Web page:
The European Commission will announce next week Ukraine’s candidacy for membership in the European Union is considered viableThe head of the Executive Bloc said, Saturday, during a surprise visit to Kyiv, amid a Russian military offensive in the east.
“The talks we had today will allow us to make our assessment by the end of next week,” European Commission President Ursula von der Leyen told a news conference alongside Ukrainian President Volodymyr Zelensky.
The Ukrainian government is pressing for a concrete “legal obligation” from the European Union to examine his candidacy, as a way to reduce the geopolitical vulnerability of the country, which Russia invaded on February 24.
There is an expectation that Ukraine’s candidacy will get the green light At the next summit of the bloc, on June 23-24.
Several senior officials and leaders of the 27 warned that even if Ukraine attains candidate country status, the admission process could take years or even decades.
Von der Leyen highlighted that the former Soviet republic had made “progress in strengthening the rule of law, but anti-corruption reforms, for example, still need to be implemented”.
Zelensky responded that the fate of the European Union is largely at stake in Ukraine.
He declared that “Russia wants to destroy European unity, it wants to divide and weaken Europe. All of Europe is a target for Russia. Ukraine is only the first step in this aggression.”
Von der Leyen’s visit – the second since the start of the war – coincides with the intensification of fighting in the Donbass region (east), which has been partly controlled by pro-Russian separatists since 2014.
“Destroy every city in the Donbass”
On Saturday, Zelensky’s office cited night bombings by “occupiers” in the Kharkiv region as well as in Lugansk and Donetsk, which make up the Donbass.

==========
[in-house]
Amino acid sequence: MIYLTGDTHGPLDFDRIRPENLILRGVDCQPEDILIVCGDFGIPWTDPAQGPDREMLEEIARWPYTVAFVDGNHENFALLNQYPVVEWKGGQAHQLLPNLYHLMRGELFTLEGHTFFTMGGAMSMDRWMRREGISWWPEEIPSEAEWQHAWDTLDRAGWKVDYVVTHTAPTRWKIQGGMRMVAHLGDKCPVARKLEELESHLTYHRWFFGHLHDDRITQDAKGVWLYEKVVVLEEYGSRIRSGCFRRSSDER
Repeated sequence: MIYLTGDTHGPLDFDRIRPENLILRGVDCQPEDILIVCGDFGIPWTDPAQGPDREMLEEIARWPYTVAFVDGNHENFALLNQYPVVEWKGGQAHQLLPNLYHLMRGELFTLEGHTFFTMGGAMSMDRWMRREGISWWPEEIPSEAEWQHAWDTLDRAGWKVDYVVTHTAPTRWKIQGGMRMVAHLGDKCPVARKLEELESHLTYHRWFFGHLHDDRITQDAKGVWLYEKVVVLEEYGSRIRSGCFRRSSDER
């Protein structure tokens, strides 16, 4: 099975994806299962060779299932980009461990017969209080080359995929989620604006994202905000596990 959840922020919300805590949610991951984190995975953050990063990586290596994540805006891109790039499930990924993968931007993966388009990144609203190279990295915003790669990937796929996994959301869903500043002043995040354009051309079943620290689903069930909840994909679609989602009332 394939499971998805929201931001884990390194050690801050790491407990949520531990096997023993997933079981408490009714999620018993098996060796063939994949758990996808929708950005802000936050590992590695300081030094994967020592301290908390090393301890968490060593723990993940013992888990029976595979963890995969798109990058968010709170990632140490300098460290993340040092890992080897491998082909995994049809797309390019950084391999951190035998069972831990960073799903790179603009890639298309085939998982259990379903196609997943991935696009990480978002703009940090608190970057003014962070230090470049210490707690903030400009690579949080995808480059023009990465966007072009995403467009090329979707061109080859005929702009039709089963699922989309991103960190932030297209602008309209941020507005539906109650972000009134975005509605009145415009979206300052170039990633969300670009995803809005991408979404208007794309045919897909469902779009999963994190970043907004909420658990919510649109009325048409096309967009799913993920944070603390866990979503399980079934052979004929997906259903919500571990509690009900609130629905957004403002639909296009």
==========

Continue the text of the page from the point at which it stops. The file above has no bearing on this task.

An AFP photographer reported artillery duels during the day around Severodonetsk.
Taking this city will open the way from Moscow to another major city, Kramatorsk, an important step towards conquering the entire basin.
The “enemy” is trying to “intensify the concentration of its forces”, but the Ukrainian forces are “successfully” resisting at Severodonetsk, near Metyolkin, where the occupiers “withdrew”, and “near Popasna”, as indicated by the Ukrainian General Staff.
“Russia wants to destroy every city in the Donbass, every single one of them, without exaggeration,” Zelensky declared on Friday.
In Lysychansk, residents face a dilemma: stay and endure the bombing or flee and abandon their homes.
A separatist leader from Lugansk, Leonid Bashnik, admitted that “Severodonetsk was not 100% liberated.” “At the moment, we cannot control the industrial zone,” Pasnik told AFP during a visit to a Russian military hospital under construction in the area.
“But we will achieve our goal, and we will liberate the industrial zone, Severodonetsk … and Lesichansk will be ours,” he added.
“Russia still has enough potential to wage a long war against our country,” said the Military Intelligence Department of the Ukrainian Defense Ministry.
The United States and the European Union provided strong support to the country under attack, providing the country with weapons and supporting its economy, as well as imposing severe sanctions on Russia.
But Ukraine is pushing for long-range weapons and a ban on Russian fuel imports, which many European countries are now relying on.
The consequences of the conflict affect the world, especially the food market because of the important role of Ukraine and Russia as wheat exporters.
Ukrainian sea ports are effectively closed, preventing the export of millions of tons of wheat.
Before the Russian invasion, Ukraine was the world’s largest producer of sunflower oil and a major exporter of wheat, but millions of tons of grain are now banned.
In a video shown at Shangri-La Dialogue, a security forum held in Singapore, Zelensky warned that if Ukraine did not resume exports, “the world would face a serious food crisis, including famine,” in many countries in Asia. Africa.
The United Nations and several countries are trying to open a sea lane to allow exports.
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